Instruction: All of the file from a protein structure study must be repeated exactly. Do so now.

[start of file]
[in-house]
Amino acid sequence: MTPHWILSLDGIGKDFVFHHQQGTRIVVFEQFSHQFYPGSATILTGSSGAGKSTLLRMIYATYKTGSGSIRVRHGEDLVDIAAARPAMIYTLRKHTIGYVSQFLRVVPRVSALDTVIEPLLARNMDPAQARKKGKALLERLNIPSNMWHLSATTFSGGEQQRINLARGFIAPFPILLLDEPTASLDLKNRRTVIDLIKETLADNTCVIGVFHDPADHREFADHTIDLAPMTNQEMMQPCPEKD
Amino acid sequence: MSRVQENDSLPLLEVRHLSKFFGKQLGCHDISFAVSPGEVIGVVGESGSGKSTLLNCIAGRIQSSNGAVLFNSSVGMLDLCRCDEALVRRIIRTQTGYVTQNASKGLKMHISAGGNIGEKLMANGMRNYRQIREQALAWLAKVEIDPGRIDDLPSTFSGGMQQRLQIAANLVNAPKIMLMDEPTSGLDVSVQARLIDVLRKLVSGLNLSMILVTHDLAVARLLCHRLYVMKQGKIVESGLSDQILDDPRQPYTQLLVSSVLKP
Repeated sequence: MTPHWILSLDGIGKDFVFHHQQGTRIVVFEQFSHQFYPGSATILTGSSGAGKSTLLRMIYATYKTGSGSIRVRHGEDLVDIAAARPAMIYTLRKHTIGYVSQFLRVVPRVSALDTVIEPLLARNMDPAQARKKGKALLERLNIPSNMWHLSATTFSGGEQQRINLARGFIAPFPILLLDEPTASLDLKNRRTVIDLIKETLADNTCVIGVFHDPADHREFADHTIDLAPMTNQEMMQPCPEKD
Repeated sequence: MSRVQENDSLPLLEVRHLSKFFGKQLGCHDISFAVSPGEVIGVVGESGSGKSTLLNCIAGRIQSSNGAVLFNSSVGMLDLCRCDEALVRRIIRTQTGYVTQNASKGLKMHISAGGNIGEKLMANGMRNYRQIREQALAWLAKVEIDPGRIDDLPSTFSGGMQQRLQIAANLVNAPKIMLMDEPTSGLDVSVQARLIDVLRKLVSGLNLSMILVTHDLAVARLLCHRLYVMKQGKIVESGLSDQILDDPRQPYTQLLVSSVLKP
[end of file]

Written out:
[in-house]
Amino acid sequence: MTPHWILSLDGIGKDFVFHHQQGTRIVVFEQFSHQFYPGSATILTGSSGAGKSTLLRMIYATYKTGSGSIRVRHGEDLVDIAAARPAMIYTLRKHTIGYVSQFLRVVPRVSALDTVIEPLLARNMDPAQARKKGKALLERLNIPSNMWHLSATTFSGGEQQRINLARGFIAPFPILLLDEPTASLDLKNRRTVIDLIKETLADNTCVIGVFHDPADHREFADHTIDLAPMTNQEMMQPCPEKD
Amino acid sequence: MSRVQENDSLPLLEVRHLSKFFGKQLGCHDISFAVSPGEVIGVVGESGSGKSTLLNCIAGRIQSSNGAVLFNSSVGMLDLCRCDEALVRRIIRTQTGYVTQNASKGLKMHISAGGNIGEKLMANGMRNYRQIREQALAWLAKVEIDPGRIDDLPSTFSGGMQQRLQIAANLVNAPKIMLMDEPTSGLDVSVQARLIDVLRKLVSGLNLSMILVTHDLAVARLLCHRLYVMKQGKIVESGLSDQILDDPRQPYTQLLVSSVLKP
Repeated sequence: MTPHWILSLDGIGKDFVFHHQQGTRIVVFEQFSHQFYPGSATILTGSSGAGKSTLLRMIYATYKTGSGSIRVRHGEDLVDIAAARPAMIYTLRKHTIGYVSQFLRVVPRVSALDTVIEPLLARNMDPAQARKKGKALLERLNIPSNMWHLSATTFSGGEQQRINLARGFIAPFPILLLDEPTASLDLKNRRTVIDLIKETLADNTCVIGVFHDPADHREFADHTIDLAPMTNQEMMQPCPEKD
Repeated sequence: MSRVQENDSLPLLEVRHLSKFFGKQLGCHDISFAVSPGEVIGVVGESGSGKSTLLNCIAGRIQSSNGAVLFNSSVGMLDLCRCDEALVRRIIRTQTGYVTQNASKGLKMHISAGGNIGEKLMANGMRNYRQIREQALAWLAKVEIDPGRIDDLPSTFSGGMQQRLQIAANLVNAPKIMLMDEPTSGLDVSVQARLIDVLRKLVSGLNLSMILVTHDLAVARLLCHRLYVMKQGKIVESGLSDQILDDPRQPYTQLLVSSVLKP